Bald Head Island Conservancy

Sneak Peek into Our Oyster Restoration Project

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Charlene Trippeda, Conservation Intern (Fall 2023)

This fall I decided to take on the oyster restoration project that BHIC has been conducting for the past few years. I teamed up with Jonathan, another conservation intern, and we decided to add RTK GPS mapping to the project. Our project consists of two parts: looking to see if restoration efforts have been effective, as well as scouting for a fourth restoration site and using an RTK GPS to accurately measure the reef’s elevation and area. We will also be using the RTK GPS to map a potential new restoration site.

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One of our wild reef sites.

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One of our restored reef sites.

We have four restoration sites that are each divided into three sections of reef: a wild reef, a restored reef, and a control area. The restored sites use mesh bags of recycled oyster shells to provide a place for new oyster recruitment, wild sites are natural growing oyster reefs, and control sites are used as a baseline to see what grows and lives on the edge of the salt marsh. We collected samples from each of the sites to look for productive oyster growth and surveyed other organisms living in the reef.

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Jonathan and I at one of the control sites, which mostly consist of mud snails. We’re using a ⅓ x ⅓ meter quadrat. We used this as a place marker so we can dig out our samples within the square. We dug about 6 inches down for each quadrat.

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At one of our wild reef sites, using the quadrat to sample again.

We measured oyster reef length and width to see if the size of the restored and natural reefs have changed over time. While on the reefs, we collected water quality and water depth measurements and looked at percent coverage of oyster reefs. Lastly, we collected three sets of oyster samples from each site and brought them back to the lab to sort through. Our goal was to count and measure the length of live oysters while also seeing how many were dead and/or had spat recruitment.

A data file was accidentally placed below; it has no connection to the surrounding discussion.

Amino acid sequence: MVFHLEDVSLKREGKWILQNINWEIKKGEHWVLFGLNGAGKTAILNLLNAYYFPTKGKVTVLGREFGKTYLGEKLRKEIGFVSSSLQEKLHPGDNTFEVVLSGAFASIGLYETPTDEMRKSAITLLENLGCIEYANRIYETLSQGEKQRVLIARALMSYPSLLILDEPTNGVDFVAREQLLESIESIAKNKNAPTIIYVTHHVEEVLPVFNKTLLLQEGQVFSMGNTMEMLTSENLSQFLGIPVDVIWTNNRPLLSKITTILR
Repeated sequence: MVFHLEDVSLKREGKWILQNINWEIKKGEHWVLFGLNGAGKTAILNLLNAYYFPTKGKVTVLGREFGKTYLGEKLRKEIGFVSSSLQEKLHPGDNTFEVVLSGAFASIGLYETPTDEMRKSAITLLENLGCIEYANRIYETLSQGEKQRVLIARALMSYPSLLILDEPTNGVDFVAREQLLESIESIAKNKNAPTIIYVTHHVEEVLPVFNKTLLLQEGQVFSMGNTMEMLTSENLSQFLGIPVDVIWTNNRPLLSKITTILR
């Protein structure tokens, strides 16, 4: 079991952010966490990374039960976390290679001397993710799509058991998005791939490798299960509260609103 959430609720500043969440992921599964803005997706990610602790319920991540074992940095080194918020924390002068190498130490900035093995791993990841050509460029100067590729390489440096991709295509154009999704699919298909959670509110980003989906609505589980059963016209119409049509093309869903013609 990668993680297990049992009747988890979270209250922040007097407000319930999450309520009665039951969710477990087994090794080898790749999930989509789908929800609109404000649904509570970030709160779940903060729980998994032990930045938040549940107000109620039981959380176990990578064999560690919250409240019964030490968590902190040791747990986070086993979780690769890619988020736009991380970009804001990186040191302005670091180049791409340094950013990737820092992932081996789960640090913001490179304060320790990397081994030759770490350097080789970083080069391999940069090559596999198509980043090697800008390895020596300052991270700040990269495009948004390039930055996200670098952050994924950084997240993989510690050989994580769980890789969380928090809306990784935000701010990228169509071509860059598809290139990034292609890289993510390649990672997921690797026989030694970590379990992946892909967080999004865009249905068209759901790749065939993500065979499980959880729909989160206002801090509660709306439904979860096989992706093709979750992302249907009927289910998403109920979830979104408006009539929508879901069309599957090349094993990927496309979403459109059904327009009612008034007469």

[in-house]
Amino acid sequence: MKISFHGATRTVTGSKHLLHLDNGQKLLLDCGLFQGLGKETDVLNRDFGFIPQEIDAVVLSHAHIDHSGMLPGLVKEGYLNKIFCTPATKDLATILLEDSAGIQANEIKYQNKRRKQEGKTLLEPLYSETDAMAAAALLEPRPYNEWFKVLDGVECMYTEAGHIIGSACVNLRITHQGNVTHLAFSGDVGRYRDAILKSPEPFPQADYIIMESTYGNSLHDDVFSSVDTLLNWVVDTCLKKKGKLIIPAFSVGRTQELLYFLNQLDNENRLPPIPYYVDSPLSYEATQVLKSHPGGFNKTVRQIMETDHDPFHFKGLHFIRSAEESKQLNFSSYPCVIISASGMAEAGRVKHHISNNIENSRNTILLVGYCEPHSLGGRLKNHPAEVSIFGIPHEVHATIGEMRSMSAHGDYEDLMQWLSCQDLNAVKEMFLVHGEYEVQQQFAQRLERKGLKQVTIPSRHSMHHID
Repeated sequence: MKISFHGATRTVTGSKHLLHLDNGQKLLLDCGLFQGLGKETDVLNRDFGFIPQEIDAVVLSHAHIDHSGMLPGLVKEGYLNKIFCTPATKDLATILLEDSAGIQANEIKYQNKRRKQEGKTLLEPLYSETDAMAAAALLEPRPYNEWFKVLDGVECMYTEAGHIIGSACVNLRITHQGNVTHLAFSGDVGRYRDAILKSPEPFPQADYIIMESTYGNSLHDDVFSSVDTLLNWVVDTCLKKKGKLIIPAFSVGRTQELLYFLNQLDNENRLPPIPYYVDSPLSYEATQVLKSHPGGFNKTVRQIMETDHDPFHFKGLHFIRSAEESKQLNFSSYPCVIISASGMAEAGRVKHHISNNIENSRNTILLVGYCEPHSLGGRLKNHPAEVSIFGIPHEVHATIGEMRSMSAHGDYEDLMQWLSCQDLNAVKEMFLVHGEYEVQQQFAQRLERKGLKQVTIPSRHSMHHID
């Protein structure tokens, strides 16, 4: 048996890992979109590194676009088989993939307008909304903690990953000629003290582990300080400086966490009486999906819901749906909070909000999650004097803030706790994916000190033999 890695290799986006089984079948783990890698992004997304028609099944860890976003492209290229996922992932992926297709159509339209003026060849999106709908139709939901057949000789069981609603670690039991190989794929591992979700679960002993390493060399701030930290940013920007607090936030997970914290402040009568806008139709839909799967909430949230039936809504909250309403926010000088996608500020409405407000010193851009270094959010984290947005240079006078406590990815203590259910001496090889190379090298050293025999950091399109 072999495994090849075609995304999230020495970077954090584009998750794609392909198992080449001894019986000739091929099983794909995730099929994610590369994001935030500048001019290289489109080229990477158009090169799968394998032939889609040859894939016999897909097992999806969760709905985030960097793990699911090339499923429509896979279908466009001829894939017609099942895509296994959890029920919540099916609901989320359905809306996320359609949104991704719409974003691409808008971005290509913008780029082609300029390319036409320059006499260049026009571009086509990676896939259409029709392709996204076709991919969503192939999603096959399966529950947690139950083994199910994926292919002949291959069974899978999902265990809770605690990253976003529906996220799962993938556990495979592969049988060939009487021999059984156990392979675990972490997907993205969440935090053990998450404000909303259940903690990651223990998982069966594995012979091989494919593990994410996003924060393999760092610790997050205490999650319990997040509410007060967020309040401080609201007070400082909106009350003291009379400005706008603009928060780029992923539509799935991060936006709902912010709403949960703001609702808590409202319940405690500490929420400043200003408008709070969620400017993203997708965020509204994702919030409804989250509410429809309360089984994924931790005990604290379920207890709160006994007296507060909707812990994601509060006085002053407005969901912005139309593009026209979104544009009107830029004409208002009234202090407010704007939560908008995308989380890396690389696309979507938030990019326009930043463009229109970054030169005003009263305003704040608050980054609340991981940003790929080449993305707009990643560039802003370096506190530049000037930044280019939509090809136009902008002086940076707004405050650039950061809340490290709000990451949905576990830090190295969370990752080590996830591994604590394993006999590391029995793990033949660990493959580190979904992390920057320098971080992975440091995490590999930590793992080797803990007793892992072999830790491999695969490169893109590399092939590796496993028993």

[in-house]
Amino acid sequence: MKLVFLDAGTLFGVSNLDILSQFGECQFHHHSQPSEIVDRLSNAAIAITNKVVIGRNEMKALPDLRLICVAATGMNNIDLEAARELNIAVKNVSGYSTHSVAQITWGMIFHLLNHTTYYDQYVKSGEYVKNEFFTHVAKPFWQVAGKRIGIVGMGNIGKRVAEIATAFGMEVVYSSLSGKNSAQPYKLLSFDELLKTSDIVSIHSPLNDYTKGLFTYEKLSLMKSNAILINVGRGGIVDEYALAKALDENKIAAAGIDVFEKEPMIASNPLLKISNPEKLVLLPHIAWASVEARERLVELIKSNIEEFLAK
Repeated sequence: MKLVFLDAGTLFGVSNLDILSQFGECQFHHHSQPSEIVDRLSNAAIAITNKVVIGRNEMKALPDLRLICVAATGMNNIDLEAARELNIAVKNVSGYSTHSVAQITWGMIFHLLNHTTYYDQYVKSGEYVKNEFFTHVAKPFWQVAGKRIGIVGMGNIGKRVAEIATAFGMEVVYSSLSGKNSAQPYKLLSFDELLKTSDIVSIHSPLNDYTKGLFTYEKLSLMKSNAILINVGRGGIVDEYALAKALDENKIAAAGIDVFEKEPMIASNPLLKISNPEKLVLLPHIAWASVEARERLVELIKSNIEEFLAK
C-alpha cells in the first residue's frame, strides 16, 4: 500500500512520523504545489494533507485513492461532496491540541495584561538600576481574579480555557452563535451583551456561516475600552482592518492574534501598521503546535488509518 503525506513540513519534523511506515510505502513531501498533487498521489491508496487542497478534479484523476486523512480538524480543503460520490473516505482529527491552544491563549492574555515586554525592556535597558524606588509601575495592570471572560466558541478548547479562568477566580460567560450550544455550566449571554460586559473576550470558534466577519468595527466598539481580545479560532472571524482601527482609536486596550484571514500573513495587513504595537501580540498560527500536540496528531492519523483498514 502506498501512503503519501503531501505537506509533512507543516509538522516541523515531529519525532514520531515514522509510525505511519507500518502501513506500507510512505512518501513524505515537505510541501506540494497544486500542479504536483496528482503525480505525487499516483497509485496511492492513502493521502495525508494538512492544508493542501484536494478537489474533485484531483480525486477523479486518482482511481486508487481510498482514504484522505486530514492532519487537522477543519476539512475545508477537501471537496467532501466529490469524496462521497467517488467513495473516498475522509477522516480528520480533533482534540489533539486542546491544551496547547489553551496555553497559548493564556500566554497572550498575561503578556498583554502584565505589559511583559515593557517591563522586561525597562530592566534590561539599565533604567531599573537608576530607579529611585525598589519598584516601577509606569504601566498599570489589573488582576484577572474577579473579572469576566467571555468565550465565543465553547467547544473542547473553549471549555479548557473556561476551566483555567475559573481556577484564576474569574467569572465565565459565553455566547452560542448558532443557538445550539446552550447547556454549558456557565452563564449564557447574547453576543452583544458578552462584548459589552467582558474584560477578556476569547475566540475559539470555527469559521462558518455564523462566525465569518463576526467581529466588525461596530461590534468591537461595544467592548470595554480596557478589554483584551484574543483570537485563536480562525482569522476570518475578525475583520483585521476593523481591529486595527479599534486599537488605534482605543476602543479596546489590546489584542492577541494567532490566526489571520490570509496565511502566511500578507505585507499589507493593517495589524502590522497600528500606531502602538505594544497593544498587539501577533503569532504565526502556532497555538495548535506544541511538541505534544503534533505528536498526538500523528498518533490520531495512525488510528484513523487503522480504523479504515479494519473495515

For the second part of our project, we will be using the RTK GPS to get an accurate representation of the size, shape and elevation of the reefs.

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Jonathan and I getting ready to head to our first site to collect samples. We had one other person help us with the field portion of our project. In order to get to our sites we had to each take a tandem kayak and fill it with all of our needed supplies.

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We had a lot of help when we brought our samples back to the lab. We recruited both staff and interns to help us wash and sort through our samples.

An RTK GPS is a great tool because it takes accurate measurements that are only a few centimeters off. This will be helpful because we can use the RTK to get accurate coordinates to map the entire area of the reef. Not only that, but we can also use the RTK to find the elevation gain or decline of a reef. When future interns go out to re-measure the area, they can see if marsh accretion or erosion occurred, which can help us determine the productivity of the reefs




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